Iggy Pop FreeLet’s get the obvious ones out of the way first, shall we?.

Firstly, after what he’s done in the past, Iggy is entitled to play whatever music he wants. Any outstanding debts have been repaid. In full. And with interest. He can be as indulgent as he wants. Except for that cover of “Michelle”. Or “White Christmas”. Oh boy.

Secondly, if his solo career doesn’t stack up against what he did with the Stooges, that’s almost certainly because most other people’s best work doesn’t, either. Being an ex-Stooge can be both a blessing and a curse. 

A handful of rock and roll artists/bands manage greatness with just one album or for a brief window of time. Fewer still keep it up for two or three records in succession or as a live performer, year after year. Iggy has made some great solo records and managed three classic albums in a row. He also became the greatest rock and roll frontman in history. Suck on that.

But let’s talk about the solo records. Put the “French” albums (“Apres” and “Préliminaires”) to one side for the moment. They were solely under Iggy’s name and reflected his own Francophile, literary or classic songbook obsessions. Let’s talk about side trips – the recording projects where he’s brought his own talent to the party but also leveraged substantially off the creativity of others.

If you think “Free” is some radical departure from what Iggy’s been doing, off and on, in terms of those side projects and collaborations, you haven’t been paying attention. Here are two more observations that you take or leave…

A recent listening diversion in the Bar has been a pair of MP3 playlists dug up online (via a defunct and wonderful site called Wilfred’s Wormholes, if you must know) and called “Iggy Rocks” and “Iggy Swings”. Both are collections of one-offs recorded with people like Boss Martians, Peaches, Buckethead, New Order, The BPA and Debbie Harry. Old stuff and new. Some of the material is tossed off, much of it is genuinely pushing an envelope.

The other thing you need to note is that Ig has been a regular BBC 6 DJ, hosting a show where he runs through music he’s been playing of late. I haven’t been following it but what’s obvious is that the Pop has an ear for contemporary sounds and eclectic tastes. A bit like the late Joe Strummer who showed his liking for world music via the public airwaves.

Thus, the idea of Iggy tapping the shoulders of people whose sounds he digs - principally guitarist Sarah Lipstate, aka Noveller, and trumpeter Leron Thomas - pitching them some homework (“I wanna do a song that sounds like this”) and setting (mostly) his own lyrics to their music isn’t that far-fetched, is it?       

“Free” is ambient/jazz/spoken word/mood music. It’s full of deep grooves. Trumpets. Highly treated guitar sounds. Crooning. It’s not the Stooges. There’s no point trying to be. They’re over. You can’t top them. Iggy is as guilty of occasionally chasing stylistic trends at the behest of record companies as anyone (“Beat Em Up”, anyone?) and has come off second-best. So why go down that path again when, contractually speaking, you’re “free”?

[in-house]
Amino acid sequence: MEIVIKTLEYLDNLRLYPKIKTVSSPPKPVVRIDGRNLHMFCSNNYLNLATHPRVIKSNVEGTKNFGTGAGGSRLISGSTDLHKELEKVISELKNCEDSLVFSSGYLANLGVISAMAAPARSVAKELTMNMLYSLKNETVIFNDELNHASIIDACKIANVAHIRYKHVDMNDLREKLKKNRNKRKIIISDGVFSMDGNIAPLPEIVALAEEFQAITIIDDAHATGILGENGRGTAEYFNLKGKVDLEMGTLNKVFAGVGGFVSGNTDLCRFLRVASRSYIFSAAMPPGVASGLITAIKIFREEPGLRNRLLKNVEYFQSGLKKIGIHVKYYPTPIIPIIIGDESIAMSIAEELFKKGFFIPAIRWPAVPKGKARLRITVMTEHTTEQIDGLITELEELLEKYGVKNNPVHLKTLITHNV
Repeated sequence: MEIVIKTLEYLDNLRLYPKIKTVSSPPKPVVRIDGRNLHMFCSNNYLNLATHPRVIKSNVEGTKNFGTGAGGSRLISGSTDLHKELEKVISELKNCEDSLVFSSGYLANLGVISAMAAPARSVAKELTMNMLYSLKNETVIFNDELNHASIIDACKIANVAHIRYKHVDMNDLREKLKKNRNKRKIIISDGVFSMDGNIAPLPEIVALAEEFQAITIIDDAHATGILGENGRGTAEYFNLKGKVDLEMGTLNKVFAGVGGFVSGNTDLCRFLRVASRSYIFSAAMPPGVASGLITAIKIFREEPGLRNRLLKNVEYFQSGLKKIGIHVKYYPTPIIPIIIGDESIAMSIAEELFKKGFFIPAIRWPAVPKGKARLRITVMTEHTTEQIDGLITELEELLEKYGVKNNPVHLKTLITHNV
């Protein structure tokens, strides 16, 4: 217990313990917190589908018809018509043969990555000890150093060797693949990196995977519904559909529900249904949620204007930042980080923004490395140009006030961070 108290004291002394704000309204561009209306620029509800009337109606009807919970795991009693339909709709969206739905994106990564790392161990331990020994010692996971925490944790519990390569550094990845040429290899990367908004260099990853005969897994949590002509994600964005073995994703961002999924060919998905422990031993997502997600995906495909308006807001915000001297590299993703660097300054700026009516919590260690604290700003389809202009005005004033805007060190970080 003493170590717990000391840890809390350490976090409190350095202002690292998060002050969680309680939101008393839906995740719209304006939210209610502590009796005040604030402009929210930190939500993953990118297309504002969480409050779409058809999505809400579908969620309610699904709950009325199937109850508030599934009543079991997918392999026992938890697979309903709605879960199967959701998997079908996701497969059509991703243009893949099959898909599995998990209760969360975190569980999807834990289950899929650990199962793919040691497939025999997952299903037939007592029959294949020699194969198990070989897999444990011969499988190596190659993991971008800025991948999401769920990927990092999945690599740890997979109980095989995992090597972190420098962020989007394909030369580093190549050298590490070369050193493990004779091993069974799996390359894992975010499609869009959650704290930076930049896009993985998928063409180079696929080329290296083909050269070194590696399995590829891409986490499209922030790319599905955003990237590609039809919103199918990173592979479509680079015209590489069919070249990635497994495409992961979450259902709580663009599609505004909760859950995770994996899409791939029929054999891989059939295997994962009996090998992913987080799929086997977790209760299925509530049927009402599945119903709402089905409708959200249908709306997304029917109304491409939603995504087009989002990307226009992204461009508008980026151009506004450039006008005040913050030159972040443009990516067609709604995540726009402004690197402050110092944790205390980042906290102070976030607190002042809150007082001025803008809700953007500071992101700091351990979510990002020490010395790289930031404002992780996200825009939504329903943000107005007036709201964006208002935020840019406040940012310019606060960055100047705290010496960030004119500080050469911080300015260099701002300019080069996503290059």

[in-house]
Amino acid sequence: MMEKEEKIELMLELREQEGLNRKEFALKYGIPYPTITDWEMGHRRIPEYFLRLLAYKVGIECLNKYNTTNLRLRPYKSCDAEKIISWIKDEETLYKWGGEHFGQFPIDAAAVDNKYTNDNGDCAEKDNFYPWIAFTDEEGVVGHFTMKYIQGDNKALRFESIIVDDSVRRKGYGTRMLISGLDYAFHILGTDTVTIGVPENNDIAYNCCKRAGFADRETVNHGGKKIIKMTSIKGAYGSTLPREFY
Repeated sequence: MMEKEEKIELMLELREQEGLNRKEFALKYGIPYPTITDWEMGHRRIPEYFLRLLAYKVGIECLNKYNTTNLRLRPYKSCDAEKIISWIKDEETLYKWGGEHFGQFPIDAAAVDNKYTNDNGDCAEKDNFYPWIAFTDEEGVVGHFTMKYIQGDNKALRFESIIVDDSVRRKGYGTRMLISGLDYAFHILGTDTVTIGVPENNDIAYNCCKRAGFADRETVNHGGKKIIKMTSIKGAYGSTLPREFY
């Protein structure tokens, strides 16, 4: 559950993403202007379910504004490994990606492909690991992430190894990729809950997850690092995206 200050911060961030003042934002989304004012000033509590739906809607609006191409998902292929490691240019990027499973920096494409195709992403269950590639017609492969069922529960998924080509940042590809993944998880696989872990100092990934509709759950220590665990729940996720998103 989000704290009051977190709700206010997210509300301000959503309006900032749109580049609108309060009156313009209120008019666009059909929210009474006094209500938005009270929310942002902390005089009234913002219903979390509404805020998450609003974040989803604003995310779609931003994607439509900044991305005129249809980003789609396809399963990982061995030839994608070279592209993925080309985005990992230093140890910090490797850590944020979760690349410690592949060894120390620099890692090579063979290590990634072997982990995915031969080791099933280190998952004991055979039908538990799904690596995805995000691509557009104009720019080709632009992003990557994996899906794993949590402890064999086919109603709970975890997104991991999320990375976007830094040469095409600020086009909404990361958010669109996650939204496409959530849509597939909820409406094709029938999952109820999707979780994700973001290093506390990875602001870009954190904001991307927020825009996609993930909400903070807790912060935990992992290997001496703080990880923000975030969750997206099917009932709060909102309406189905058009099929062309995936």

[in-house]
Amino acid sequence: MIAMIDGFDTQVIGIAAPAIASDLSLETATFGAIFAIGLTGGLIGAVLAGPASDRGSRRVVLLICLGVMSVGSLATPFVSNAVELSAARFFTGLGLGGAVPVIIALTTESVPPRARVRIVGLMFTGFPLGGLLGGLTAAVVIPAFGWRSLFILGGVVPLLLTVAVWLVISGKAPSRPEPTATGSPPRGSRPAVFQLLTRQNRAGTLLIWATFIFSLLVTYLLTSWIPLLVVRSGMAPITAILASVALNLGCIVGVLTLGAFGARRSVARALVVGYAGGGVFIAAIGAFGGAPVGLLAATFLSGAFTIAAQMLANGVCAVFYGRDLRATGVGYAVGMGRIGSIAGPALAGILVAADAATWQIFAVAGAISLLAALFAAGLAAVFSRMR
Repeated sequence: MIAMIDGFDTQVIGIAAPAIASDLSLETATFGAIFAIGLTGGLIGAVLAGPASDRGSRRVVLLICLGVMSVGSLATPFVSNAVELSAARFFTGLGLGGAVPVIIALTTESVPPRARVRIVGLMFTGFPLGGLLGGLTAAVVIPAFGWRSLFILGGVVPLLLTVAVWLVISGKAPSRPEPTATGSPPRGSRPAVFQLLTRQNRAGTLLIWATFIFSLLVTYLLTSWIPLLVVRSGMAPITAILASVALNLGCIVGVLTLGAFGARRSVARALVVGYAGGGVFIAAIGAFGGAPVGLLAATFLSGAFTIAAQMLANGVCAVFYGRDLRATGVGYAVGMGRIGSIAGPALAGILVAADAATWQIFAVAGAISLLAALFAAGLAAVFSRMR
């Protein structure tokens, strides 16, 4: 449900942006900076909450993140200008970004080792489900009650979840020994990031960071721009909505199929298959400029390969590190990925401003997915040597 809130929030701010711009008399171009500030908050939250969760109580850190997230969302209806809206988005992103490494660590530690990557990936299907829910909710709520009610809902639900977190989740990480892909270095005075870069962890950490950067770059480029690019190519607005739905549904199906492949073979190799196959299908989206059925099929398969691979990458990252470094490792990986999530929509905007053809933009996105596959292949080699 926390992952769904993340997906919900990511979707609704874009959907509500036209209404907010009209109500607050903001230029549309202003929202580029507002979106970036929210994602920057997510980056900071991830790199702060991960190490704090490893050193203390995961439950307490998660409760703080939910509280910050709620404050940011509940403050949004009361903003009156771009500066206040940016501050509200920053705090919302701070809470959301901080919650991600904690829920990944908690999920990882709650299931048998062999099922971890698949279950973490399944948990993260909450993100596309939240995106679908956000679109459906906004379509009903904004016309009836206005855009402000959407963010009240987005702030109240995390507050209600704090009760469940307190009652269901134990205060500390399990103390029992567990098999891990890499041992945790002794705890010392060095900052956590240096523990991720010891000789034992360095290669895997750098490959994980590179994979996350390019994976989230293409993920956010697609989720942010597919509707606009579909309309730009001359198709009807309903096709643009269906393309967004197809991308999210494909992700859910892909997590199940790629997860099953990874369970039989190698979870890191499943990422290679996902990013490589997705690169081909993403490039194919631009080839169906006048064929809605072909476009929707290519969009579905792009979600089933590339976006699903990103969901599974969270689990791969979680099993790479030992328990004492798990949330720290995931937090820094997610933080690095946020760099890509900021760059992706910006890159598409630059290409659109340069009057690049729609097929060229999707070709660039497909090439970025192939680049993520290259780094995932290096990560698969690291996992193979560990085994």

“Free” is a musical shift of direction and much different to “Post Pop Depression”. For that one, he leant on a new muse in Josh Homme but laid down some sonic boundaries defined by his own Bowie-influenced late ‘70s sounds. It was a project that had a beginning, a middle and an end. “Free” strips away those rock trappings, shoots for a reflective almost sombre mood, and feels more organic and open-ended.

You won’t find the solution to the meaning of life in “Free” so don’t look for it. Lyrical non-sequiturs abound and confound. Who wants to take Iggy at face value? Occasionally - I’m looking at you, “Sonali”- the words sound forced and clumsy. Or calculated to show that he hasn't really grown up, after all. 

You can take issue with  aspects of “Free”. The two spoken word pieces seem like an after-thought – I mean they’re Dylan Thomas and Lou Reed’s lyrics, not even Iggy’s. There’s a sneaking suspicion that the record’s main protagonist has run out of things to say. Or he can’t be arsed saying them. The title track is scarcely a song. More a mood. And the record is succinct, clocking in at barely more than 30 minutes. Iggy sounds a little beaten. Or relieved to be free.

Is a track like “James Bond” lacking in ambition with its simple structure and economy of lyrics or is it just sneakily playing with you? You’ll have to make your own call. After initially giving it a “meh” rating, it’s since laid claim to being a “grower”. “Love’s Missing” has a great groove. Iggy’s singular crooning is as good as it gets.

Throughout the record, Leron Thomas and Noveller are distinctive presences and not just wallpaper. Certainly not Neighbourhood Threats which, by all accounts, at times reduced past Pop collaborators to disposable sidemen. More like equals. 

So the verdict? Oh yeah, that. Stooges obsessives (guilty as charged) may not get it but the little girls (and some of their parents) will understand. “Free” won’t go down as the most substantial thing in Iggy’s extensive and sometimes frustrating body-of-work, but he probably won’t care and probably nor should you.